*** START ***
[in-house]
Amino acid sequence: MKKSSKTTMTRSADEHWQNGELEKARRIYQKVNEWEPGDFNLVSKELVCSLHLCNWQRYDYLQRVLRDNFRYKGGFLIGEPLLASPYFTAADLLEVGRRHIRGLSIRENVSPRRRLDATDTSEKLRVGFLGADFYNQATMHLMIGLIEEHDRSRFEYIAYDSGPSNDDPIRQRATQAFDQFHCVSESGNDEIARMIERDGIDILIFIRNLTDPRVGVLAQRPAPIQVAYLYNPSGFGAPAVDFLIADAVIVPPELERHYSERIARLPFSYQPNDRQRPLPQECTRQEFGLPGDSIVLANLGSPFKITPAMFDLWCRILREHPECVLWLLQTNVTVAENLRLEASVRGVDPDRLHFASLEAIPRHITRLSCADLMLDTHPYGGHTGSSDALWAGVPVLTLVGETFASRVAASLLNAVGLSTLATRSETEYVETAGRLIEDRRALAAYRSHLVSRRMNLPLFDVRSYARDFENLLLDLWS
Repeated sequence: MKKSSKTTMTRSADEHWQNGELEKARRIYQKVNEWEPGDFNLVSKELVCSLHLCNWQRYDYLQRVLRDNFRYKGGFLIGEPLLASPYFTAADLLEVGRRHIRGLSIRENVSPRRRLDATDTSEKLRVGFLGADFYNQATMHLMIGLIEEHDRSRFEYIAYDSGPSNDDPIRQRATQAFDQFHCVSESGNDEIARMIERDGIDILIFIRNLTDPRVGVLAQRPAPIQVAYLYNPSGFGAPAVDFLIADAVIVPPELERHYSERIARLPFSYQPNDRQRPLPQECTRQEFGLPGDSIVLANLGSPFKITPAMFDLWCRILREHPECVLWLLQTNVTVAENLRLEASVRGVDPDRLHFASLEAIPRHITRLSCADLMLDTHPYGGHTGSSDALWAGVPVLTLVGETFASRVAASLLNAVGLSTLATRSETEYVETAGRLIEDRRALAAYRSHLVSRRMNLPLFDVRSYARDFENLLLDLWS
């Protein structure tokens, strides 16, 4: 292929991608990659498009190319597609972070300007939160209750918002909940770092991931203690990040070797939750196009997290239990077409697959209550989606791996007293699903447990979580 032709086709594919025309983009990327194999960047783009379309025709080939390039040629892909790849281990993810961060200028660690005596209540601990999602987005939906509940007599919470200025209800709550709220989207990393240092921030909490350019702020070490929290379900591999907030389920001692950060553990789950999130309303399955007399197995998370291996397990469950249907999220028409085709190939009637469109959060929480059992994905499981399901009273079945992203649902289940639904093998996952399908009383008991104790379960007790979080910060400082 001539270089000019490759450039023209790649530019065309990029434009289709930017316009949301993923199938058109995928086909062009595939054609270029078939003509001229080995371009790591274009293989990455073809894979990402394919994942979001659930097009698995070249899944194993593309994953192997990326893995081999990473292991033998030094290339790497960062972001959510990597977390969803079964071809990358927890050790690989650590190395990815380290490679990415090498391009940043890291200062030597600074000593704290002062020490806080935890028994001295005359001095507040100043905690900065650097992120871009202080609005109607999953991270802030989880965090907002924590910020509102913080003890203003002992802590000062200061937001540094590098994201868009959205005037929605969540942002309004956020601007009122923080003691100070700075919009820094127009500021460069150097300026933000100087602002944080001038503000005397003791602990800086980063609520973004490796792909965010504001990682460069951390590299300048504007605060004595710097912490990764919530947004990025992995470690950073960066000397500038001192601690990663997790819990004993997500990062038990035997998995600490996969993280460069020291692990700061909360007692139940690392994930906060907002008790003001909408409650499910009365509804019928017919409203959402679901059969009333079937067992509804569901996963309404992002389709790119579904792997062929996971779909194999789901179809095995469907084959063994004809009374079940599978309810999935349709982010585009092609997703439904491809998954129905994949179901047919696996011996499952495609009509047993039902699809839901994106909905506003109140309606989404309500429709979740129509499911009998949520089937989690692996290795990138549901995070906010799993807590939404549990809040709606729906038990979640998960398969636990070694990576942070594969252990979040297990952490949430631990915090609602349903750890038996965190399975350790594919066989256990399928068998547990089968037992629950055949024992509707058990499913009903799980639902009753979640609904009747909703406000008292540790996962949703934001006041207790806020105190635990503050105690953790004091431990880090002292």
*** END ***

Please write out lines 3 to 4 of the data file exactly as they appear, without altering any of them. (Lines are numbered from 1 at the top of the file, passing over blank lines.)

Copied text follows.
Repeated sequence: MKKSSKTTMTRSADEHWQNGELEKARRIYQKVNEWEPGDFNLVSKELVCSLHLCNWQRYDYLQRVLRDNFRYKGGFLIGEPLLASPYFTAADLLEVGRRHIRGLSIRENVSPRRRLDATDTSEKLRVGFLGADFYNQATMHLMIGLIEEHDRSRFEYIAYDSGPSNDDPIRQRATQAFDQFHCVSESGNDEIARMIERDGIDILIFIRNLTDPRVGVLAQRPAPIQVAYLYNPSGFGAPAVDFLIADAVIVPPELERHYSERIARLPFSYQPNDRQRPLPQECTRQEFGLPGDSIVLANLGSPFKITPAMFDLWCRILREHPECVLWLLQTNVTVAENLRLEASVRGVDPDRLHFASLEAIPRHITRLSCADLMLDTHPYGGHTGSSDALWAGVPVLTLVGETFASRVAASLLNAVGLSTLATRSETEYVETAGRLIEDRRALAAYRSHLVSRRMNLPLFDVRSYARDFENLLLDLWS
């Protein structure tokens, strides 16, 4: 292929991608990659498009190319597609972070300007939160209750918002909940770092991931203690990040070797939750196009997290239990077409697959209550989606791996007293699903447990979580 032709086709594919025309983009990327194999960047783009379309025709080939390039040629892909790849281990993810961060200028660690005596209540601990999602987005939906509940007599919470200025209800709550709220989207990393240092921030909490350019702020070490929290379900591999907030389920001692950060553990789950999130309303399955007399197995998370291996397990469950249907999220028409085709190939009637469109959060929480059992994905499981399901009273079945992203649902289940639904093998996952399908009383008991104790379960007790979080910060400082 001539270089000019490759450039023209790649530019065309990029434009289709930017316009949301993923199938058109995928086909062009595939054609270029078939003509001229080995371009790591274009293989990455073809894979990402394919994942979001659930097009698995070249899944194993593309994953192997990326893995081999990473292991033998030094290339790497960062972001959510990597977390969803079964071809990358927890050790690989650590190395990815380290490679990415090498391009940043890291200062030597600074000593704290002062020490806080935890028994001295005359001095507040100043905690900065650097992120871009202080609005109607999953991270802030989880965090907002924590910020509102913080003890203003002992802590000062200061937001540094590098994201868009959205005037929605969540942002309004956020601007009122923080003691100070700075919009820094127009500021460069150097300026933000100087602002944080001038503000005397003791602990800086980063609520973004490796792909965010504001990682460069951390590299300048504007605060004595710097912490990764919530947004990025992995470690950073960066000397500038001192601690990663997790819990004993997500990062038990035997998995600490996969993280460069020291692990700061909360007692139940690392994930906060907002008790003001909408409650499910009365509804019928017919409203959402679901059969009333079937067992509804569901996963309404992002389709790119579904792997062929996971779909194999789901179809095995469907084959063994004809009374079940599978309810999935349709982010585009092609997703439904491809998954129905994949179901047919696996011996499952495609009509047993039902699809839901994106909905506003109140309606989404309500429709979740129509499911009998949520089937989690692996290795990138549901995070906010799993807590939404549990809040709606729906038990979640998960398969636990070694990576942070594969252990979040297990952490949430631990915090609602349903750890038996965190399975350790594919066989256990399928068998547990089968037992629950055949024992509707058990499913009903799980639902009753979640609904009747909703406000008292540790996962949703934001006041207790806020105190635990503050105690953790004091431990880090002292």